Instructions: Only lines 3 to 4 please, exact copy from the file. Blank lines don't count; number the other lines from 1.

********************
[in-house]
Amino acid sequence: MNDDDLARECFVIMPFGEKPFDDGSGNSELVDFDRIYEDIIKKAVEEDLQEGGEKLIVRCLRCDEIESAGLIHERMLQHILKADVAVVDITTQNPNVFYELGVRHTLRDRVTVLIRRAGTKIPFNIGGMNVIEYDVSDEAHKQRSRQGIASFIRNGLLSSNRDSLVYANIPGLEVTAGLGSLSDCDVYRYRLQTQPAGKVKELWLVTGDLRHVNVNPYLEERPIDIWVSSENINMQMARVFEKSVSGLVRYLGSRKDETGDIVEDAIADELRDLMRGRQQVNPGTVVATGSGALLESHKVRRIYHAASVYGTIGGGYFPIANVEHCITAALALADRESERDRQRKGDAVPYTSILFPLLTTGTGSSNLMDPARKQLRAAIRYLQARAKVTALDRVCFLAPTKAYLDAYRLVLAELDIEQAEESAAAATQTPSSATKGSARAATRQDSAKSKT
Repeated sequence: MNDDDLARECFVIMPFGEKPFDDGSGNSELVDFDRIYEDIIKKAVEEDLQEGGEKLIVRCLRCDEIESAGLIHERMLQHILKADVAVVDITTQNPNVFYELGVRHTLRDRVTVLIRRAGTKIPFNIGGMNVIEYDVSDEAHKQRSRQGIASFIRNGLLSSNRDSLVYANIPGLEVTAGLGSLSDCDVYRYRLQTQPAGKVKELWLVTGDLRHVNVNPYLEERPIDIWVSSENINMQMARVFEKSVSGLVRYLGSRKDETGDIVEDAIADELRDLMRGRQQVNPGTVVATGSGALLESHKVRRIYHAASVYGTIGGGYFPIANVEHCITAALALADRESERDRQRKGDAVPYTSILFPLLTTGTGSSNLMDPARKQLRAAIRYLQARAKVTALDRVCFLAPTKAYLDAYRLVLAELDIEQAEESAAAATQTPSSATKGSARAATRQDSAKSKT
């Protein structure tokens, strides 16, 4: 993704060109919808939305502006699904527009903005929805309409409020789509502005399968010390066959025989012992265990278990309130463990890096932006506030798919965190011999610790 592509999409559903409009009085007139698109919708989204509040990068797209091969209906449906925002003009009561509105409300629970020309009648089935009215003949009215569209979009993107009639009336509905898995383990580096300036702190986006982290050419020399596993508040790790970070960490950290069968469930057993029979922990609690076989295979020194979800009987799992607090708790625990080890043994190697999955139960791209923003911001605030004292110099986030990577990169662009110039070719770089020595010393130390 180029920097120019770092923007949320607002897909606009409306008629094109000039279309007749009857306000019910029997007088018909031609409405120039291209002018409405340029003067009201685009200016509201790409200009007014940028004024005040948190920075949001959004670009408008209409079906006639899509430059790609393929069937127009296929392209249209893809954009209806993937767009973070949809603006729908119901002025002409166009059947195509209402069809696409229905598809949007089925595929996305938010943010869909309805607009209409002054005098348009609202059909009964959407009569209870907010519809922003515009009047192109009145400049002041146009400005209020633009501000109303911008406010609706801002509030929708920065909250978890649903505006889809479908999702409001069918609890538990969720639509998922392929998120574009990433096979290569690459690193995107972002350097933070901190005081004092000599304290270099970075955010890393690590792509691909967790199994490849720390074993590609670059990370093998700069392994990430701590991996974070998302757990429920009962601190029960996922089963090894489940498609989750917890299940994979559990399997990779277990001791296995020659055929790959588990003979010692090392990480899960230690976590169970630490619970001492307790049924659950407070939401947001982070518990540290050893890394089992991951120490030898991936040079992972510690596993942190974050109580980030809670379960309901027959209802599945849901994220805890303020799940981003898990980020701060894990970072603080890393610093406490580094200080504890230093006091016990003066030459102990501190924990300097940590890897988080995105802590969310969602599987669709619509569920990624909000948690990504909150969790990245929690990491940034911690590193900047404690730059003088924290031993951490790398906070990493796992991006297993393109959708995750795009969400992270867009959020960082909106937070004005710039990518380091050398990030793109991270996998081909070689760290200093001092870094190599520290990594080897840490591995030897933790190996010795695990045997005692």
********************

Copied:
Repeated sequence: MNDDDLARECFVIMPFGEKPFDDGSGNSELVDFDRIYEDIIKKAVEEDLQEGGEKLIVRCLRCDEIESAGLIHERMLQHILKADVAVVDITTQNPNVFYELGVRHTLRDRVTVLIRRAGTKIPFNIGGMNVIEYDVSDEAHKQRSRQGIASFIRNGLLSSNRDSLVYANIPGLEVTAGLGSLSDCDVYRYRLQTQPAGKVKELWLVTGDLRHVNVNPYLEERPIDIWVSSENINMQMARVFEKSVSGLVRYLGSRKDETGDIVEDAIADELRDLMRGRQQVNPGTVVATGSGALLESHKVRRIYHAASVYGTIGGGYFPIANVEHCITAALALADRESERDRQRKGDAVPYTSILFPLLTTGTGSSNLMDPARKQLRAAIRYLQARAKVTALDRVCFLAPTKAYLDAYRLVLAELDIEQAEESAAAATQTPSSATKGSARAATRQDSAKSKT
């Protein structure tokens, strides 16, 4: 993704060109919808939305502006699904527009903005929805309409409020789509502005399968010390066959025989012992265990278990309130463990890096932006506030798919965190011999610790 592509999409559903409009009085007139698109919708989204509040990068797209091969209906449906925002003009009561509105409300629970020309009648089935009215003949009215569209979009993107009639009336509905898995383990580096300036702190986006982290050419020399596993508040790790970070960490950290069968469930057993029979922990609690076989295979020194979800009987799992607090708790625990080890043994190697999955139960791209923003911001605030004292110099986030990577990169662009110039070719770089020595010393130390 180029920097120019770092923007949320607002897909606009409306008629094109000039279309007749009857306000019910029997007088018909031609409405120039291209002018409405340029003067009201685009200016509201790409200009007014940028004024005040948190920075949001959004670009408008209409079906006639899509430059790609393929069937127009296929392209249209893809954009209806993937767009973070949809603006729908119901002025002409166009059947195509209402069809696409229905598809949007089925595929996305938010943010869909309805607009209409002054005098348009609202059909009964959407009569209870907010519809922003515009009047192109009145400049002041146009400005209020633009501000109303911008406010609706801002509030929708920065909250978890649903505006889809479908999702409001069918609890538990969720639509998922392929998120574009990433096979290569690459690193995107972002350097933070901190005081004092000599304290270099970075955010890393690590792509691909967790199994490849720390074993590609670059990370093998700069392994990430701590991996974070998302757990429920009962601190029960996922089963090894489940498609989750917890299940994979559990399997990779277990001791296995020659055929790959588990003979010692090392990480899960230690976590169970630490619970001492307790049924659950407070939401947001982070518990540290050893890394089992991951120490030898991936040079992972510690596993942190974050109580980030809670379960309901027959209802599945849901994220805890303020799940981003898990980020701060894990970072603080890393610093406490580094200080504890230093006091016990003066030459102990501190924990300097940590890897988080995105802590969310969602599987669709619509569920990624909000948690990504909150969790990245929690990491940034911690590193900047404690730059003088924290031993951490790398906070990493796992991006297993393109959708995750795009969400992270867009959020960082909106937070004005710039990518380091050398990030793109991270996998081909070689760290200093001092870094190599520290990594080897840490591995030897933790190996010795695990045997005692």